A Christmas story

I remember fondly the stories that were told in the house where I grew up. Just as every child I had my favorites, each time told and embellished, they became more powerful. I had my favorite readers too. I believe the child in us all loves the magic of a story.

My very favorite story teller, Joseph Campbell, philosopher, theologian, lecturer and author could tell the most powerful stories. Intertwining religion, ritual, and just the right touch of magic, his audiences would sit spellbound as the story would unfold.

I'd like to tell you a story I heard this past fall at a seminar on stress and disease. A fascinating lecturer, Nicholas Hall, Ph.D. , spoke in depth about the power of the mind and its effect on the body. His field -- the very new one psychoneuroimmunologly -- or the study of how the mind effects our immunity, can be be a story and a mystery all by itself! All day he would step back and forth in the lecture from documented scientific facts to threads of anecdotal stories and feedback from his research.

He ended the day with a true story of a friend and his family living as neighbors in the greater Tampa area. It begins with a father reading his 7-year-old daughter a bedtime story. There were many stories told, but the very favorite story told that night, and as many as three or four times a week was that of ''Snow White and The Seven Dwarfs.'' The father kissed his daughter goodnight, went down the steps, and fell over dead from a massive heart attack. The child was allowed to sleep through the night but was awakened early the next morning by her mother with the terrible news.

The child sobbed uncontrollably while complaining that she knew her father would not just leave without saying goodbye, and that her birthday was only a few weeks away and why was it that he couldn't stay around for her party?

The terror of feeling abandoned by her father manifested in frequent absences from school, poor grades, tummy aches, nightmares and tantrums. Her mother, at her wits' end, took her to the school psychologist whose suggestion was to allow her to act out, within limits, and spend some one-on-one time with her in her favorite places. She chose to go to the Clearwater Beach as she had done so many times with her father.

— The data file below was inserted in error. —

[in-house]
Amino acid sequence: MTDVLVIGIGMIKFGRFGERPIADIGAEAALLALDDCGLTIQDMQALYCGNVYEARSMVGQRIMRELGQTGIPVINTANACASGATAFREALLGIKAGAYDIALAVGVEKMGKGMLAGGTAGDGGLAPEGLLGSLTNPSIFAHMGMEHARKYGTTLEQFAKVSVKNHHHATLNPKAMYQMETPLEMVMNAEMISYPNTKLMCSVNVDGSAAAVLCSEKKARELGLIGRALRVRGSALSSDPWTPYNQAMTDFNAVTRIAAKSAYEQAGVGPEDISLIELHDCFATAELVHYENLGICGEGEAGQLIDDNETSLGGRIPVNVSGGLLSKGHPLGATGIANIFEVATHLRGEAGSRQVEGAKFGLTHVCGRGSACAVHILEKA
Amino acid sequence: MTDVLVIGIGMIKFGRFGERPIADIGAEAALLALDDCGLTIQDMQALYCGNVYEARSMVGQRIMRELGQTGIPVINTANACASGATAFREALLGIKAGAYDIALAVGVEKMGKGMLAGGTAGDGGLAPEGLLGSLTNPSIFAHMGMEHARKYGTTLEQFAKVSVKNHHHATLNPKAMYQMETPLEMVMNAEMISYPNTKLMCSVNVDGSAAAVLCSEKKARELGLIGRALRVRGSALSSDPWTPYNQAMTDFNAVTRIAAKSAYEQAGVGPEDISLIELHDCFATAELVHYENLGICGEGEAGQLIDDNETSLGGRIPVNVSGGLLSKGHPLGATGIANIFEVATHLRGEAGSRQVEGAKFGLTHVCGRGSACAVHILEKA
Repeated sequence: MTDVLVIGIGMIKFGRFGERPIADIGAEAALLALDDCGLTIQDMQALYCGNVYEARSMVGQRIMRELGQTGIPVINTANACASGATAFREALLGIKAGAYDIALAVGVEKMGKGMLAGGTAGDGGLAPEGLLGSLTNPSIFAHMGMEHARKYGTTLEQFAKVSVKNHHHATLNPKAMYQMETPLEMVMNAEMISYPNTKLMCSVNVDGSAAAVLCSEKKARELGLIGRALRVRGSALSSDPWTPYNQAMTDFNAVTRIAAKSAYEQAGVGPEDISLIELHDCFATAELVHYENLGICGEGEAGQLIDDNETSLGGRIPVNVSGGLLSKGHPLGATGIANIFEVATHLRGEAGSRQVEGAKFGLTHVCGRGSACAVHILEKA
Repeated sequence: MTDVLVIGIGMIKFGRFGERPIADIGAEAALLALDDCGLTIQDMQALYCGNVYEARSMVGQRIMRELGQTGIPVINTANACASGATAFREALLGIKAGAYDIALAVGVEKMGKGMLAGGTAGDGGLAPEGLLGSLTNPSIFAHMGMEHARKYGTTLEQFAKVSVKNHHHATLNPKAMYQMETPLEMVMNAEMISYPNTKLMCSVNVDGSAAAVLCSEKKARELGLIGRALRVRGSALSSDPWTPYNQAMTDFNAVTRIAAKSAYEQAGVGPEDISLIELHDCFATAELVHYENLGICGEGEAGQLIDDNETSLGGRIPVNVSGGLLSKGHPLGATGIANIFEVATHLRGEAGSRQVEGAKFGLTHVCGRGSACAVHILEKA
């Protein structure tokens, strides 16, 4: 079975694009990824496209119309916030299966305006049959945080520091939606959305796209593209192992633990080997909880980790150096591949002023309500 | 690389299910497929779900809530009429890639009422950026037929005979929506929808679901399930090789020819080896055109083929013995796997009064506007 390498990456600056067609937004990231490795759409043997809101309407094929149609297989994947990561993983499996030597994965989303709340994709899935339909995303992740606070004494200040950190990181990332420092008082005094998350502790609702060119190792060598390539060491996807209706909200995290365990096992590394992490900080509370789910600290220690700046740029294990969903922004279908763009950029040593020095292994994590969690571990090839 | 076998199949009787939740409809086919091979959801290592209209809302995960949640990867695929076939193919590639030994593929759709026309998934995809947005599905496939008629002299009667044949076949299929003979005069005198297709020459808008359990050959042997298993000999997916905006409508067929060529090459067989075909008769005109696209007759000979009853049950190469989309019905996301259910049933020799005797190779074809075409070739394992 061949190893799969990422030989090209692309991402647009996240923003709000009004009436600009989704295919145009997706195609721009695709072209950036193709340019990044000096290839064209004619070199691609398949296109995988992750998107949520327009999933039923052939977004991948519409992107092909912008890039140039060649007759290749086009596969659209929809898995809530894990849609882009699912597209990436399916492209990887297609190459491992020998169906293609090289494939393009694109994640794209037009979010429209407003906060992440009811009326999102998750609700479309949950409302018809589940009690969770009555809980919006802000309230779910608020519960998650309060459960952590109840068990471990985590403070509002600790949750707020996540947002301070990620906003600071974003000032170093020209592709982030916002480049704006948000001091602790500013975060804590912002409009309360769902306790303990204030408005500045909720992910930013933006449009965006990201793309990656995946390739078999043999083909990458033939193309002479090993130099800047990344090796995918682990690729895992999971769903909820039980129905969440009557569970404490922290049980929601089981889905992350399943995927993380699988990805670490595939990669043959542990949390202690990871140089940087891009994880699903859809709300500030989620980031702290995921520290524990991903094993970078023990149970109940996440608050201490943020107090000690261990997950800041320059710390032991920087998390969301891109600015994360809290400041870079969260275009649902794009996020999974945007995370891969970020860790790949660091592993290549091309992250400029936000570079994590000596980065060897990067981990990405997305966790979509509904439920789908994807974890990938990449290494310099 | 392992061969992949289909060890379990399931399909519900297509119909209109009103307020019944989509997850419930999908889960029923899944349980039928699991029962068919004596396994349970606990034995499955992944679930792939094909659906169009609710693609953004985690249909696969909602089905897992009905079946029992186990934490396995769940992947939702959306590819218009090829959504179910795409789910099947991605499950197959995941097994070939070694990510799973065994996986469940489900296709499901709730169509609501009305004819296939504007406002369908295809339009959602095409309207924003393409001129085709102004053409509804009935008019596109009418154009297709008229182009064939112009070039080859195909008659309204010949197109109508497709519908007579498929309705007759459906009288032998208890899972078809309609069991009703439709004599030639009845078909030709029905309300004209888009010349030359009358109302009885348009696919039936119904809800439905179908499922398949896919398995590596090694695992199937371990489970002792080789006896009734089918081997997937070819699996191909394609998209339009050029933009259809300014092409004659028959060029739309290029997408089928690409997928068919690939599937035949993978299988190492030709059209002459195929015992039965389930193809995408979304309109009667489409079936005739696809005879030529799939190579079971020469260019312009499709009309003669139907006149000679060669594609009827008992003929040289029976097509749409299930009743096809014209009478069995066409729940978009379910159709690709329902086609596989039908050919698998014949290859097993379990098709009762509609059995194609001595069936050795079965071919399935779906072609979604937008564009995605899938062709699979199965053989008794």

While at the beach one day with her mother, they began making out invitations for her upcoming birthday party to be celebrated the day of her birthday at her home. She told her mother she was going to send an invitation to her father. The invitation was addressed simply To: ''Daddy in Heaven.'' The rest of the invitation was filled out just as all the others, and ''Oh Daddy, if you've forgotten where we live here's the address. Your loving daughter.'' The invitation was left in the sand on the beach.

Her mother seemed to notice that her daughter was calmer after that day and felt that possibly this had been the closing she needed with her father. The little girl had a very different belief.

Unbeknownst to the little girl, an elderly couple found the invitation one day while out walking on the beach. They were so taken with her simple words, knowing that her father would not be coming, they decided they would buy her a gift and deliver it to her home the day of the party.

The day of the party came and all of her invited guests had come, except for her father. She seemed distracted and stared frequently at the door waiting for one last guest. Just as the party games began, the doorbell rang one more time. The little girl ran to the door, sure she knew who would be waiting on the other side.

To her dismay, an elderly couple stood there smiling and bearing gifts. They greeted her and called her by her first name. At first she was disheartened and began to cry. The couple explained to her mother that they had found the invitation in the sand and were invited in.

From that day forward, the little girl improved and was able to put the loss of her father behind her. The gift from the elderly couple-- a video of ''Snow White and The Seven Dwarfs.''

Happy Holidays! Rebecca.

Uploaded to The Zephyr Online December 21, 1999

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